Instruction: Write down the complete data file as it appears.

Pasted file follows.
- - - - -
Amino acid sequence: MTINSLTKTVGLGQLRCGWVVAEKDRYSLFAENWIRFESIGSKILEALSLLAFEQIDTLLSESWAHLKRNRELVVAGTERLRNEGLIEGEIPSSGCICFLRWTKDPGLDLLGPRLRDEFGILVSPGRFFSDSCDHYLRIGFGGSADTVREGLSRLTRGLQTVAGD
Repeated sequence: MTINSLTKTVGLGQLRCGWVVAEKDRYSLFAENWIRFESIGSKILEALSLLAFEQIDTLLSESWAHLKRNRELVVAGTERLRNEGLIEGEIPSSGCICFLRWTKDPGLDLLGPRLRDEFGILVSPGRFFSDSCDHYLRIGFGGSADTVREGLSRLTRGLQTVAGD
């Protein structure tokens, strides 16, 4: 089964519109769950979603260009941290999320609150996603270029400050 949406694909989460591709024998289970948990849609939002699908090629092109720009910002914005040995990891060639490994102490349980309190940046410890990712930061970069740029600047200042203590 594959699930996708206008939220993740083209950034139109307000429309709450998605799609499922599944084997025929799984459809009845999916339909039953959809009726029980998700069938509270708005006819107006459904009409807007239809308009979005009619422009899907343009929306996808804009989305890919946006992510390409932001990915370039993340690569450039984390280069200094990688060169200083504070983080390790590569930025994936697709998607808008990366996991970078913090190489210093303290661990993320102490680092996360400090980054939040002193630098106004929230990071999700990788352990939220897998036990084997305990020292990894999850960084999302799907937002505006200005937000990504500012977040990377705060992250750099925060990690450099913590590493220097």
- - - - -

Amino acid sequence: MTINSLTKTVGLGQLRCGWVVAEKDRYSLFAENWIRFESIGSKILEALSLLAFEQIDTLLSESWAHLKRNRELVVAGTERLRNEGLIEGEIPSSGCICFLRWTKDPGLDLLGPRLRDEFGILVSPGRFFSDSCDHYLRIGFGGSADTVREGLSRLTRGLQTVAGD
Repeated sequence: MTINSLTKTVGLGQLRCGWVVAEKDRYSLFAENWIRFESIGSKILEALSLLAFEQIDTLLSESWAHLKRNRELVVAGTERLRNEGLIEGEIPSSGCICFLRWTKDPGLDLLGPRLRDEFGILVSPGRFFSDSCDHYLRIGFGGSADTVREGLSRLTRGLQTVAGD
């Protein structure tokens, strides 16, 4: 089964519109769950979603260009941290999320609150996603270029400050 949406694909989460591709024998289970948990849609939002699908090629092109720009910002914005040995990891060639490994102490349980309190940046410890990712930061970069740029600047200042203590 594959699930996708206008939220993740083209950034139109307000429309709450998605799609499922599944084997025929799984459809009845999916339909039953959809009726029980998700069938509270708005006819107006459904009409807007239809308009979005009619422009899907343009929306996808804009989305890919946006992510390409932001990915370039993340690569450039984390280069200094990688060169200083504070983080390790590569930025994936697709998607808008990366996991970078913090190489210093303290661990993320102490680092996360400090980054939040002193630098106004929230990071999700990788352990939220897998036990084997305990020292990894999850960084999302799907937002505006200005937000990504500012977040990377705060992250750099925060990690450099913590590493220097």